Relationships require time and care. Everyone needs a little TLC. But.. customer relationships don't really follow normal relationship rules. Sometimes it may be difficult to know how to "maintain" or "mend" a relationship that's undefined or unclear. Without effort, relationships dissolve. Without addressing and solving issues, they tend to come to an end. Don't let that happen with your customers!
The way that the maintaining aspect of the relationship is handled will depend largely on what kind of company it is that you are running. These ideas are split into client and customer models, but go ahead and put both into perspective on how the overall concept apples.
With a client relationship, they rely on you to supply a consistent good or service that benefits them in some way. The relationship is based on your ability to perform and help them as they expect or anticipate you to.
Be involved where appropriate.
If you happen to know when they started working for their company, congratulate them on anniversaries. Congratulate on big things happening for the company as you hear about them. Keep it professional but let them know that you care about them and their success.
Value their business.
Send them a hand written note and maybe a small gift when they’ve been a client for a year and subsequent years to follow. Thank them for continuing their account with you.
Know them and their circumstances.
Knowing their circumstances and informing them of other products or services that will help them. If they come to you and are able to feel like they have a partner rather than a vendor, you’re doing a great job.
And then we have the customer relationship. This one is much less defined. In a client relationship model it is usually one person who consistently communicates with one specific employee in the company, but a customer usually just has contact to the brand or company itself.
Have a good front desk/customer service.
I can’t tell you how many reviews I’ve read about offices or services and how they either praise or are completely turned off by the receptionist or whichever employee took care of them at the beginning. Customers want someone who is attentive to them and is kind and friendly. Customers expect this all the time, but especially at a customer service center where they are asking you to solve a specific problem.
Keep in touch with them, whether that be through social media, direct mail or email. It has been proven that personalized content yields greater results. Give it a try!
Asking for feedback shows that you value their opinion.“From a marketing perspective, this deepens customer engagement and solidifies their loyalty. If you actually act on what you learn from those customers, so much the better.” If they’re willing to give you poor feedback and didn’t just walk away determined to never come back, don’t take the complaint lightly. If possible to trace back to them, reach out to them and thank them for their honesty and try to better the situation.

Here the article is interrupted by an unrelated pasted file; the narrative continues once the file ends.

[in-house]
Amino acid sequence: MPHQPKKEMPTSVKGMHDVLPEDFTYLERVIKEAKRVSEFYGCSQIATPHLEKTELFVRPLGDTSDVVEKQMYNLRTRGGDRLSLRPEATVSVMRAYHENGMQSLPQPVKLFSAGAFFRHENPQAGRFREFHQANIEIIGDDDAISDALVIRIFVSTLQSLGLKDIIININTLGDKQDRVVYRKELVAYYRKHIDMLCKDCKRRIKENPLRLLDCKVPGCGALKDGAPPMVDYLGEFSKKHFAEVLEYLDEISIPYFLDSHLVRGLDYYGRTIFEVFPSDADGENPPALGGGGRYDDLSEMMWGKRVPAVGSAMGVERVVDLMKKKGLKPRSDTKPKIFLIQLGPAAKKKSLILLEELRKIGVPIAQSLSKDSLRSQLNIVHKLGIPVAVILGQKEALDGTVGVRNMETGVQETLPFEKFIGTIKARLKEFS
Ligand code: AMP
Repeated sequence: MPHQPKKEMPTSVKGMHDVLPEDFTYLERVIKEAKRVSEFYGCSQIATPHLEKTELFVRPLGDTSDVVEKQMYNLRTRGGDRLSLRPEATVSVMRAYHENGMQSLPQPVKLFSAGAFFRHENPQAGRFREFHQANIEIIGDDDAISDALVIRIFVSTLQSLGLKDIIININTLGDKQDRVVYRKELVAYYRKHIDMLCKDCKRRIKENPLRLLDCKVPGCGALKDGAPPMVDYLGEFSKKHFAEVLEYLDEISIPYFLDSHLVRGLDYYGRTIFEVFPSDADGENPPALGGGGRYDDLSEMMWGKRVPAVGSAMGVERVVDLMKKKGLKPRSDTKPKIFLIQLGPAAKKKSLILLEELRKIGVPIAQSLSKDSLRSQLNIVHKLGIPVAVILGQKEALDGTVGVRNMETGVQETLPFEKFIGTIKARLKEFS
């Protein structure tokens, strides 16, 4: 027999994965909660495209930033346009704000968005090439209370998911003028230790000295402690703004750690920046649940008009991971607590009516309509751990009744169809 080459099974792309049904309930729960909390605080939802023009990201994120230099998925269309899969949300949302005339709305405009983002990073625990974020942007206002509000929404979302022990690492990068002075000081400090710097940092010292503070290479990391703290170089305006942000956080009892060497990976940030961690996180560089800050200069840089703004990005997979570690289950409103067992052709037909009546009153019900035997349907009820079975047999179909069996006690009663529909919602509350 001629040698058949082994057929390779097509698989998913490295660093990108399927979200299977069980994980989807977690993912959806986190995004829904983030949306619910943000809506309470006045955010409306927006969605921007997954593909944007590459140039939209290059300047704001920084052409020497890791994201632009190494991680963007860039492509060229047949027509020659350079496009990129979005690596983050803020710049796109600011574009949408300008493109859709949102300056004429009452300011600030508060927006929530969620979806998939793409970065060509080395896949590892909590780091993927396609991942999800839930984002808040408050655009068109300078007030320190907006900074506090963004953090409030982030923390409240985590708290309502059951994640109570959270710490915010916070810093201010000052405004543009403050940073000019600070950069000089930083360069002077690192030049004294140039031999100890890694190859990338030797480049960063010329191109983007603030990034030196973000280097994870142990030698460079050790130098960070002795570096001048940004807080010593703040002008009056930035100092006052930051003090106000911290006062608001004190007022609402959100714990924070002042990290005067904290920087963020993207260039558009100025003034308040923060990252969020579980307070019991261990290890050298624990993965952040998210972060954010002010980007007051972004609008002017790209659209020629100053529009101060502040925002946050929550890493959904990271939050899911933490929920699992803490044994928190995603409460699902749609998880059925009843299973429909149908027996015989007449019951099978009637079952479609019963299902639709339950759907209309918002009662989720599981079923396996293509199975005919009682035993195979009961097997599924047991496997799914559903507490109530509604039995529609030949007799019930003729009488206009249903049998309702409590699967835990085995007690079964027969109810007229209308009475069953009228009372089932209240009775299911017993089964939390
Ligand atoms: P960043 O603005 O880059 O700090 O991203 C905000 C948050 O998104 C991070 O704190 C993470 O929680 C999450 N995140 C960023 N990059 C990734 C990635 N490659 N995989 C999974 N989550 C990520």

This brings us to the aspect of mending. Part of maintaining a relationship is mending it when it isn’t ideal.
Hopefully your products and services work great and are delivered just as ordered and on time, but sometimes that doesn’t happen. Sometimes it is your company’s fault, and sometimes fault of the delivery company for example. But to the customer, something went wrong and they are looking to you for a solution in a timely manner.
First and foremost, do everything you can to make the situation right (fixing the job or order, giving credit or discounts, etc). However, there’s another piece of the equation to be considered. Usually there is a person whose job and or personal life was impacted by the situation.
Here at Thomas Printworks we are in the process of implementing a “Relationship Repair Package”. This is small kit that is a personal way to apologize to the person who was most impacted by the issue. Some ideas to include are a handwritten note and a few branded items.
Trevor Hansen, Chief Revenue Officer at Thomas Printworks explains that, "the idea came about from a couple of my own personal experiences. One was at a hotel when things did not go well and they offered to comp my room. Which was very nice of them, but that benefits the company since I was traveling on business, not myself who lost sleep. So in addition they gave me points equivalent to one night free that I can use how I choose."
It's important to solve the issue and do your best to mend the relationship with the person(s) impacted.
However, some customer relationships unfortunately for one reason or another come to an end. In these circumstances..
End on a kind note.
Send a thank you note if appropriate. Wish them the best of luck in their endeavors and let them be well on their way. Nobody likes to see a customer go, but one thing worse than a customer leaving, is an unhappy customer leaving.
Show your customers and clients that you care and take those steps to maintain and mend those relationships when needed. Thinking about creating a Relationship Repair Package? Let us help!